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Top 5 best anime short films on YouTube

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YouTube anime short film indie
Photos via Ghost Animation/Michael Coutto/National Taiwan University of Arts

Anime has grown in popularity ever since shows like Pokémon, Yu-Gi-Oh!, and Dragon Ball Z made it to the west. Since then, there has been a plethora of good anime that was not adapted by manga. Titles such as Spirited AwayYour Name, and Belle all came from original stories by amazing Japanese storytellers who were able to hook audiences along with their stories.

However, Crunchyroll and Netflix are not the only places where you can watch good anime. YouTube also provides a limitless amount of anime short films from either big companies or independent creators. Be warned: while these anime films are short, they can still play with your emotions.

So without further ado, here are the top five best anime short films worth watching on YouTube.

5. Shelter

This short film is also the official music video for Porter Robinson and Madeon’s 2016 song “Shelter”. The short was animated by A-1 Pictures (the animation studio behind Sword Art Online: Alicization and Kaguya-sama: Love is war) and Crunchyroll and it follows a young girl who lives in loneliness in a simulated world. But rather than just accepting the loneliness, she uses her tablet to create a beautiful world for herself. She then later learns the dark truth about the outside world and how she ended up in her current situation. It’s incredibly sad, and you’re most likely going to cry when watching it.

4. NEUROSI5: Momento

NEUROSI5: Momento is a 2020 anime created by Michale Coutto. The anime talks about the idea of one’s existence as it follows a girl who lives her life in a constant loop. Soon, the reality of her world slowly appears in front of her eyes. The anime has a suspenseful vibe, especially when the truth about her existence finally comes to life.

3. Wade

Wade is a 10-minute Indian anime that gives off similar vibes to Tokyo Sinks 2020. This anime takes us to a world where the city of Kolkata, India is submerged underwater and survivors try to live in this new landscape that was once their home. During one of their daily hunts, they are faced with a wild tiger that attacks the group. It’s something worth watching if you enjoy stories with apocalyptic settings and stories of survival in a new world.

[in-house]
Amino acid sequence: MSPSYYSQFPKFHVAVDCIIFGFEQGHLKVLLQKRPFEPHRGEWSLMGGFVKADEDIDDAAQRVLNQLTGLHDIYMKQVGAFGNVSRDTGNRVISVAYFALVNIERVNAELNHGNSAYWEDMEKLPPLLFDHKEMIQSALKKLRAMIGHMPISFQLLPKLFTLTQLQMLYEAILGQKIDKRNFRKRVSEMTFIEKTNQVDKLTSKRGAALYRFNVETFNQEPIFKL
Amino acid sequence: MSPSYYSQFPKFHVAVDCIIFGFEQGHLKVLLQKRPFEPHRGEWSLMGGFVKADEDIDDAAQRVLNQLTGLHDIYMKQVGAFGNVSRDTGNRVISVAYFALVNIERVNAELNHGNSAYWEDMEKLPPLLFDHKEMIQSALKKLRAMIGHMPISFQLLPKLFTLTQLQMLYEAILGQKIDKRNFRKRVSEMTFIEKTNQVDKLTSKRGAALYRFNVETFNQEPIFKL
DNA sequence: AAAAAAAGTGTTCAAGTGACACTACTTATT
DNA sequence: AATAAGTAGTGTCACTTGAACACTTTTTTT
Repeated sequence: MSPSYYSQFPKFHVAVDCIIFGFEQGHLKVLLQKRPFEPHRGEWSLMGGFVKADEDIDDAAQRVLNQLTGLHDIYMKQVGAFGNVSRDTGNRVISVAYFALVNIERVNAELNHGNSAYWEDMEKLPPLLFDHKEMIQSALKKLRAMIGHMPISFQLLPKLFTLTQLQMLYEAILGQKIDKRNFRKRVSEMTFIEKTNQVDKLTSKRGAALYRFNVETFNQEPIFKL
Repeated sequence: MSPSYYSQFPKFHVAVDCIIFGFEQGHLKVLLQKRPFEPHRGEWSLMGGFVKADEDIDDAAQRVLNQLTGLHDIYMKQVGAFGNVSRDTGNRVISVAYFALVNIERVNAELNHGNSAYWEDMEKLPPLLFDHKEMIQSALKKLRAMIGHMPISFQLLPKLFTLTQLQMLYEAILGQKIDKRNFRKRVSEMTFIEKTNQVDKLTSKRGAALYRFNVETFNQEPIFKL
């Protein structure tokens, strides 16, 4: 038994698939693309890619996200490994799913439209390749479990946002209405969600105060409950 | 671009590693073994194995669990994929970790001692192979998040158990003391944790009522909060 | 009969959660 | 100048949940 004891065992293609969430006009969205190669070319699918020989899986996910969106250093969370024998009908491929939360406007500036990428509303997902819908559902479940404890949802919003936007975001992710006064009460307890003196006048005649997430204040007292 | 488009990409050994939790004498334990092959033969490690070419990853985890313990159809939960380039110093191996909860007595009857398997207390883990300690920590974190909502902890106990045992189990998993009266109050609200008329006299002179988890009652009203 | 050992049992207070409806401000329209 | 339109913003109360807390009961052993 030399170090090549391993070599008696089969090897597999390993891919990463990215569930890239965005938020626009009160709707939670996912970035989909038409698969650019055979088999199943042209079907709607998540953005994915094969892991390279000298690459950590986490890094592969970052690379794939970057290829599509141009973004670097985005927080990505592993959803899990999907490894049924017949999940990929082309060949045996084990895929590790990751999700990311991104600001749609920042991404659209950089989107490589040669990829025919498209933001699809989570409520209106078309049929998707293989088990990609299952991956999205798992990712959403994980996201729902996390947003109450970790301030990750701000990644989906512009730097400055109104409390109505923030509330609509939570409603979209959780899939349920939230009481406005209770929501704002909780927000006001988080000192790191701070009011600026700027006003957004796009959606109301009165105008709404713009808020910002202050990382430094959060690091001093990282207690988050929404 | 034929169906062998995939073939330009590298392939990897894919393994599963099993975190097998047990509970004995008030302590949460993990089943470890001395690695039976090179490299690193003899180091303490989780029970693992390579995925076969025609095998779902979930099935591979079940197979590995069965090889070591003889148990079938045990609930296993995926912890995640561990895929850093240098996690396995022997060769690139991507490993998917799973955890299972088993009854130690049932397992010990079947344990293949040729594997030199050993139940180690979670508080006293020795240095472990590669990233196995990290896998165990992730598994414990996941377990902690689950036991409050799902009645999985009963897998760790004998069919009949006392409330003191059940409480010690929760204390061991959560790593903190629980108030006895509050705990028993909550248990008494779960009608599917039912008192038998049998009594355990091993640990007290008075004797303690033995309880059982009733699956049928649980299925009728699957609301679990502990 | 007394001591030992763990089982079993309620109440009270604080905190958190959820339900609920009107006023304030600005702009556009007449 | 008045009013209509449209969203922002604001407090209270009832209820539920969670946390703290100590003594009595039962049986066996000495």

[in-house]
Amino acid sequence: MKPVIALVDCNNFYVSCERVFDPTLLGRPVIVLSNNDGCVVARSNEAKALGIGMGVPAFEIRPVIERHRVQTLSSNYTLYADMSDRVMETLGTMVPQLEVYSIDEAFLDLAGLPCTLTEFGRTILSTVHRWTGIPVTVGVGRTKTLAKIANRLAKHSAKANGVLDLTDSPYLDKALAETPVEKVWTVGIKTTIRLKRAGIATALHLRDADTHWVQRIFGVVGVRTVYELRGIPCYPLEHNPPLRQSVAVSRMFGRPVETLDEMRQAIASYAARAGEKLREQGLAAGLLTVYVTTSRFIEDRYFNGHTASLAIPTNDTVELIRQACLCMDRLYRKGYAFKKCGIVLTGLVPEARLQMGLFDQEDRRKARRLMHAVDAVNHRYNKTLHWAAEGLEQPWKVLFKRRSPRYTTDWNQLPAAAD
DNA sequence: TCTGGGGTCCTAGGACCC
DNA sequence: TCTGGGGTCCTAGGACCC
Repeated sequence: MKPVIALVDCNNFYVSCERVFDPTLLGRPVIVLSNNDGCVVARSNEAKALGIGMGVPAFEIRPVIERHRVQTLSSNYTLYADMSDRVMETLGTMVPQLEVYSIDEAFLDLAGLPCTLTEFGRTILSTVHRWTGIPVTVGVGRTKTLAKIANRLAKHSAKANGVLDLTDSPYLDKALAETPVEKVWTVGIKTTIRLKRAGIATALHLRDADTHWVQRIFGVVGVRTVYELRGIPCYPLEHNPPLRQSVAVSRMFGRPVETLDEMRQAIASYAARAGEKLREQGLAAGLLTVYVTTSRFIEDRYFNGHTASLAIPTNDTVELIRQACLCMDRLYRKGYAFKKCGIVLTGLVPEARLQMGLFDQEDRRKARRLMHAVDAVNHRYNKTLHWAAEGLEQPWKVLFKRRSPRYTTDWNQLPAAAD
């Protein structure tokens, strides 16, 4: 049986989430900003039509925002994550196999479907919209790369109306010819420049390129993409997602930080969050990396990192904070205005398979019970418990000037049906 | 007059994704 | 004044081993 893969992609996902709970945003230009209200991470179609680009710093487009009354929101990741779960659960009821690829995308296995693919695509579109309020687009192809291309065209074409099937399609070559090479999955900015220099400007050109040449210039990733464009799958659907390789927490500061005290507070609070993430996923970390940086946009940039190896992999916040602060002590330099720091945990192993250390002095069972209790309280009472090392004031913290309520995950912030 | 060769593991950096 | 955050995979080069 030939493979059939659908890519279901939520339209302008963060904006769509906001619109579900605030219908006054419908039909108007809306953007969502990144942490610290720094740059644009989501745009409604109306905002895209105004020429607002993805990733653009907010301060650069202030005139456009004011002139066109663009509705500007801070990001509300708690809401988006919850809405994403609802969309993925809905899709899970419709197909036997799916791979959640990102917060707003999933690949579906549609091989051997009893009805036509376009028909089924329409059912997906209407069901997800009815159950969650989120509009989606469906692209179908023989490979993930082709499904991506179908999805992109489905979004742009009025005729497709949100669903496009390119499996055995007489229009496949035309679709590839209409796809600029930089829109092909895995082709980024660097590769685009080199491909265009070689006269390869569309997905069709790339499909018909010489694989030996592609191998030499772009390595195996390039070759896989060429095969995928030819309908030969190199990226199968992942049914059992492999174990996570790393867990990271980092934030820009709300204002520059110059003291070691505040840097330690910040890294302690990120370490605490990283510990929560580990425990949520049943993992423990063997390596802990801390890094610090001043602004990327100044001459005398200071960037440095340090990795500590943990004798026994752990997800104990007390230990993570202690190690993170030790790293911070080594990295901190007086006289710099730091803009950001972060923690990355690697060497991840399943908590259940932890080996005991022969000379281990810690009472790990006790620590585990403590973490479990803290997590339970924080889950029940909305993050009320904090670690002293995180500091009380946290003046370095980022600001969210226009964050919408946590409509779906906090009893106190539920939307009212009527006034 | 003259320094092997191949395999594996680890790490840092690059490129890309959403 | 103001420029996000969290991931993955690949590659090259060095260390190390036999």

2. Control Bear

If you like the art style of Studio Ghibli, then this short is for you. Especially since it was animated by the same animator who worked on From up on Poppy Hill. Control Bear is a cute anime film about a sentient teddy bear that befriends a young schoolgirl and takes her to a magical world filled with other sentient teddies. In the end, the girl returns to where she started, like it was all a fantasy, but one small detail can prove that everything that happened was real.

1. Out of sight

Out of sight is an anime short film produced by three former students from the National Taiwan University of Arts and was released in 2010. It’s a cute film about a blind girl who looks for her guide dog after it ran off. While she can’t see, she uses her other senses such as hearing and touch to explore her new surroundings. Bit by bit, parts of the world appear as she looks for her dog, but also gives us a magical perspective on what it’s like to be blind.

There are exceptionally good anime that we can view on YouTube produced by independent artists and storytellers. These short anime films are worth a watch, especially if you’re waiting for the next season or episode of your favorite titles to come out. And while these films are at least 3 minutes long, they still can tell exceptionally good stories in a short period of time.

About the author

Erielle Sudario

Erielle Sudario is a Digital Producer for We Got This Covered. Outside of work, she's either DM'ing a 'Dungeons and Dragons' campaign, playing video games, or building keyboards. Erielle holds a Bachelor of Communications Degree (specializing in film and journalism) from Western Sydney University and a Graduate Diploma in Radio and Podcasting from the Australian Film, Television, and Radio School.